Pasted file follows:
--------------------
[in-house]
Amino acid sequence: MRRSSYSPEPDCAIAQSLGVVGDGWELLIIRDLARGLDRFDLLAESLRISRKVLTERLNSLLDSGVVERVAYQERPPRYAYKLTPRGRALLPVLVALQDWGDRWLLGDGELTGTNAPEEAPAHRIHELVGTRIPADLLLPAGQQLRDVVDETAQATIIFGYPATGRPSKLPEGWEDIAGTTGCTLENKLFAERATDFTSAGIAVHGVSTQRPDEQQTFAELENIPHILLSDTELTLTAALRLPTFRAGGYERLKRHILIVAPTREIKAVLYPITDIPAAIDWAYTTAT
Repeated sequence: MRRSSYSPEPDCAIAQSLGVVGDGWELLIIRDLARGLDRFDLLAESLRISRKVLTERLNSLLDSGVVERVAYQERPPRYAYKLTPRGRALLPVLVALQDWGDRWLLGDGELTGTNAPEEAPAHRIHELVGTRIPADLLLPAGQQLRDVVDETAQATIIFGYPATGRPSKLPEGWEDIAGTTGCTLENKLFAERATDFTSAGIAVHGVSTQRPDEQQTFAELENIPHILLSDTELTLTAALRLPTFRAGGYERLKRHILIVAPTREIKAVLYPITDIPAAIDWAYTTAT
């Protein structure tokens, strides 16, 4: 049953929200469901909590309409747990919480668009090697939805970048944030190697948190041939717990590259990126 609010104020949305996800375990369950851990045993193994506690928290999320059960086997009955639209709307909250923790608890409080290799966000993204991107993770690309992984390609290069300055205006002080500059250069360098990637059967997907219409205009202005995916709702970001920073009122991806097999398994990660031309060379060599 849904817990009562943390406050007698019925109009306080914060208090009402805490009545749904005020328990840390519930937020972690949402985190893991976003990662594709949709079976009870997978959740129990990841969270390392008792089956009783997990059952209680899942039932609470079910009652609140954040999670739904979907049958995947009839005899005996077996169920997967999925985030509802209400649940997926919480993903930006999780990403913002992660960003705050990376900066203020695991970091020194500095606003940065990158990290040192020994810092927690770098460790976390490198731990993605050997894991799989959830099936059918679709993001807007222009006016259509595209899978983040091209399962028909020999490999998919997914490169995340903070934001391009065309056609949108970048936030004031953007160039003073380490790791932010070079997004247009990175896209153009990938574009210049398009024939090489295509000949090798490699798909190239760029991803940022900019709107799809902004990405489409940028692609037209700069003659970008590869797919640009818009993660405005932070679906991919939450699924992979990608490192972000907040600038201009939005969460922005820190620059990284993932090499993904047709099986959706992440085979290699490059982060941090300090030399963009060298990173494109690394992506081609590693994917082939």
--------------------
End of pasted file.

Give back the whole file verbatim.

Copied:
[in-house]
Amino acid sequence: MRRSSYSPEPDCAIAQSLGVVGDGWELLIIRDLARGLDRFDLLAESLRISRKVLTERLNSLLDSGVVERVAYQERPPRYAYKLTPRGRALLPVLVALQDWGDRWLLGDGELTGTNAPEEAPAHRIHELVGTRIPADLLLPAGQQLRDVVDETAQATIIFGYPATGRPSKLPEGWEDIAGTTGCTLENKLFAERATDFTSAGIAVHGVSTQRPDEQQTFAELENIPHILLSDTELTLTAALRLPTFRAGGYERLKRHILIVAPTREIKAVLYPITDIPAAIDWAYTTAT
Repeated sequence: MRRSSYSPEPDCAIAQSLGVVGDGWELLIIRDLARGLDRFDLLAESLRISRKVLTERLNSLLDSGVVERVAYQERPPRYAYKLTPRGRALLPVLVALQDWGDRWLLGDGELTGTNAPEEAPAHRIHELVGTRIPADLLLPAGQQLRDVVDETAQATIIFGYPATGRPSKLPEGWEDIAGTTGCTLENKLFAERATDFTSAGIAVHGVSTQRPDEQQTFAELENIPHILLSDTELTLTAALRLPTFRAGGYERLKRHILIVAPTREIKAVLYPITDIPAAIDWAYTTAT
């Protein structure tokens, strides 16, 4: 049953929200469901909590309409747990919480668009090697939805970048944030190697948190041939717990590259990126 609010104020949305996800375990369950851990045993193994506690928290999320059960086997009955639209709307909250923790608890409080290799966000993204991107993770690309992984390609290069300055205006002080500059250069360098990637059967997907219409205009202005995916709702970001920073009122991806097999398994990660031309060379060599 849904817990009562943390406050007698019925109009306080914060208090009402805490009545749904005020328990840390519930937020972690949402985190893991976003990662594709949709079976009870997978959740129990990841969270390392008792089956009783997990059952209680899942039932609470079910009652609140954040999670739904979907049958995947009839005899005996077996169920997967999925985030509802209400649940997926919480993903930006999780990403913002992660960003705050990376900066203020695991970091020194500095606003940065990158990290040192020994810092927690770098460790976390490198731990993605050997894991799989959830099936059918679709993001807007222009006016259509595209899978983040091209399962028909020999490999998919997914490169995340903070934001391009065309056609949108970048936030004031953007160039003073380490790791932010070079997004247009990175896209153009990938574009210049398009024939090489295509000949090798490699798909190239760029991803940022900019709107799809902004990405489409940028692609037209700069003659970008590869797919640009818009993660405005932070679906991919939450699924992979990608490192972000907040600038201009939005969460922005820190620059990284993932090499993904047709099986959706992440085979290699490059982060941090300090030399963009060298990173494109690394992506081609590693994917082939």